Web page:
Anti-doping guide for athletes on consuming supplements and drugs

By Aynur Nuriev, 6 May 2021

I. Introduction 

It is always a pity for those athletes who, by their own mistake, by the mistake of other persons, or by coincidence, violate the anti-doping rules unintentionally. This concerns violations of the rules under Art. 2.1 of the WADA Code (“Presence of a Prohibited Substance or Its Metabolites or Markers in an Athlete’s Sample”) when bona fide athletes inadvertently consume prohibited substances that are subsequently detected in their body on the results of a doping test. 

In order to reduce the risk of such mistakes, here are some specific recommendations, which, with no exaggeration, can save athletes’ careers. These recommendations are relevant not only to the athletes themselves but also to those around them - coaches, managers, agents, lawyers, doctors, etc. The more people on the athlete’s team understand that the risks of doping can really be reduced, and know exactly how to do so, the better for the athlete, and therefore for the success of the team.

As a starting point, it is necessary to emphasize the importance of interaction between the athlete and their doctor about the first use of certain products or drugs in the framework of sports training, and the use of certain methods (for example, intravenous infusion). It is important that an athlete’s doctor understands pharmacology, the composition of drugs and sports nutrition, understands the effect of certain bodily products on an athlete from the anti-doping regulation point of view (WADA Prohibited List), and the difference between trade names and actual active ingredients, and always pays attention to this.

First off, we are talking here about the doctor’s role. So, in our practice, a doctor once prescribed indapamide (a diuretic) to a Paralympian for treatment of a heart disease, but this is prohibited by WADA and led to subsequent disqualification. The problem could have been avoided, and there were enough options. In particular, the doctor could have replaced indapamide with another medication approved for use, or the athlete could have made a request for a therapeutic use authorization, etc. In that situation, both the doctor and the athlete “failed” because they had not taken additional measures to verify the drug’s status according to the WADA Prohibited List.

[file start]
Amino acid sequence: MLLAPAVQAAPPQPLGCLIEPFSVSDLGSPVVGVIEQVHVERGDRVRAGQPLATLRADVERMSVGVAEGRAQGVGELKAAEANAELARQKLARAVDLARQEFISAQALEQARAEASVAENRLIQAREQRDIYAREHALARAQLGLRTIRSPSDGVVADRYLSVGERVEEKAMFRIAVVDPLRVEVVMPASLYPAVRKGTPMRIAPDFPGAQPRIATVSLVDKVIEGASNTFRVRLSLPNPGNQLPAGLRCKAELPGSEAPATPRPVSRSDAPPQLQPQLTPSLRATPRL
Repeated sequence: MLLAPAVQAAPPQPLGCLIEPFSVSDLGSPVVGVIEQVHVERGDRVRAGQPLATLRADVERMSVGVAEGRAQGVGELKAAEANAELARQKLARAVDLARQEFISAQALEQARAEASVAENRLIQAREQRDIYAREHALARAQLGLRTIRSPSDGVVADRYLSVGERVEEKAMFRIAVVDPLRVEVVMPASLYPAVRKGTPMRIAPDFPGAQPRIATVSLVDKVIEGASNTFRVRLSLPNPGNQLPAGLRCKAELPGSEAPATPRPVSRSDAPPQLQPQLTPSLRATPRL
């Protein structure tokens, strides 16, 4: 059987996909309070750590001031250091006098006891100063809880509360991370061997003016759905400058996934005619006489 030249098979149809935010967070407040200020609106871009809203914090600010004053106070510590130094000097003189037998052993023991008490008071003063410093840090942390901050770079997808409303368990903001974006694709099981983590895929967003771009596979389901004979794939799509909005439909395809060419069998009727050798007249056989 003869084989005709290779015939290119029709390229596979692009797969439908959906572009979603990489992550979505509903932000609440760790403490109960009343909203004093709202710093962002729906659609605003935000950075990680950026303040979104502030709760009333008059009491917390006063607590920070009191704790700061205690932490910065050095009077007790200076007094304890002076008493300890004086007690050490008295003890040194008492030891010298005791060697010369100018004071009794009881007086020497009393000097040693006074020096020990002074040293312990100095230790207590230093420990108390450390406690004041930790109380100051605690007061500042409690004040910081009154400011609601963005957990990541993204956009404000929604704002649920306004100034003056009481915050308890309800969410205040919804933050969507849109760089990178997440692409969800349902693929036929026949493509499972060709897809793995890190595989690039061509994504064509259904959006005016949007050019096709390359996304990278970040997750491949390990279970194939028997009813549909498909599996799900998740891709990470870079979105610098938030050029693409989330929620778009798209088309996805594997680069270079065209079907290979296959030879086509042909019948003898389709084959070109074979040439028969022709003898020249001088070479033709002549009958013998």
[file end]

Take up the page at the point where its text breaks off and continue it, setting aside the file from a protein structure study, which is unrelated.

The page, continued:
Often, an athlete interacts only with a doctor belonging to the team and does not question his/her recommendations. There were cases when even the national team doctors were mistaken about the performance of a particular drug, or did not know it contained a prohibited substance. We do not question the professionalism of the team doctors, but we are convinced that athletes should additionally check the status of any prescribed medication or sports supplement, either on their own or with the help of other consultants. 

It must be noted that athletes should not rely solely on the opinions of coaches or other “advisors” when using some products. It is imperative to double-check everything, preferably with a doctor.

II. Checking the product properly 

Now, let's proceed from the assumption that the athlete has chosen a product that he wants to purchase (either at hisown wish, or on the recommendation of a trainer or doctor). The correct next steps would look like this:

(1) Go to the Global DRO website (, select the country where you complete or the country of origin of the drug/supplement. 

check the supplement doping
Here you need to choose the supplement's country of origin / place of purchase

(2) Select necessary options in the fields provided (athlete, sports, the name of the drug or supplement). The Global DRO database contains an extensive amount of information on products and their compositions, so, most times, the search will be successful. 

Search prohibited substances and supplements


(3) If the search result is provided, click it (here “Creon”) and read the status of the drug/supplement and its ingredients. 

Get familiar with the status of the supplement or substance. Do not buy/consume if it is prohibited.

(4) Regardless of whether the product was found on the GlobalDRO website or not, check the ingredients of the product with the WADA Prohibited List (in the latest edition). If none of the ingredients was found on the WADA Prohibited List, then the product is approved: if one or more is found, it is obvious that the product is prohibited. 

(5) If it was not possible to understand the WADA Prohibited List, and (or) information about the product was not found on the GlobalDRO website, then send a request to your National Anti-Doping Agency and inquire their advice. 

III. Other recommendations 

A. Buy on a verified platform

If an athlete needs to buy a sports supplement, we recommend they should do so on a verified platform, such as:

  1. Informed Sports ( This merchant (as far as we are aware) sells only products manufactured by US companies that certify/check every batch for prohibited substances.